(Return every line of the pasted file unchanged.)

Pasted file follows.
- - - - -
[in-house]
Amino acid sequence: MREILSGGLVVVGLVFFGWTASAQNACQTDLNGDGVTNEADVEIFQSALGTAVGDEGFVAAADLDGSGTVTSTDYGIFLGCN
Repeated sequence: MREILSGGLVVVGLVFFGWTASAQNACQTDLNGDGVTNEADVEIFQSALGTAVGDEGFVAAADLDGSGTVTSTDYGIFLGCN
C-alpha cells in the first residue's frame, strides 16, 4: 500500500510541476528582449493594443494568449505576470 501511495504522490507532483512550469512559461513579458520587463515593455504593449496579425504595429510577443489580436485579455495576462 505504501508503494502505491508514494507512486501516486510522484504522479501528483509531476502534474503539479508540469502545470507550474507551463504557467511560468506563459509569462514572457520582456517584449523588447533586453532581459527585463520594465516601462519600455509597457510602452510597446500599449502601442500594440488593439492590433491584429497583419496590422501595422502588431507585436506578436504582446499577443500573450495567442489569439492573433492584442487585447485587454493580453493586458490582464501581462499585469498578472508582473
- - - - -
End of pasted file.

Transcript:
[in-house]
Amino acid sequence: MREILSGGLVVVGLVFFGWTASAQNACQTDLNGDGVTNEADVEIFQSALGTAVGDEGFVAAADLDGSGTVTSTDYGIFLGCN
Repeated sequence: MREILSGGLVVVGLVFFGWTASAQNACQTDLNGDGVTNEADVEIFQSALGTAVGDEGFVAAADLDGSGTVTSTDYGIFLGCN
C-alpha cells in the first residue's frame, strides 16, 4: 500500500510541476528582449493594443494568449505576470 501511495504522490507532483512550469512559461513579458520587463515593455504593449496579425504595429510577443489580436485579455495576462 505504501508503494502505491508514494507512486501516486510522484504522479501528483509531476502534474503539479508540469502545470507550474507551463504557467511560468506563459509569462514572457520582456517584449523588447533586453532581459527585463520594465516601462519600455509597457510602452510597446500599449502601442500594440488593439492590433491584429497583419496590422501595422502588431507585436506578436504582446499577443500573450495567442489569439492573433492584442487585447485587454493580453493586458490582464501581462499585469498578472508582473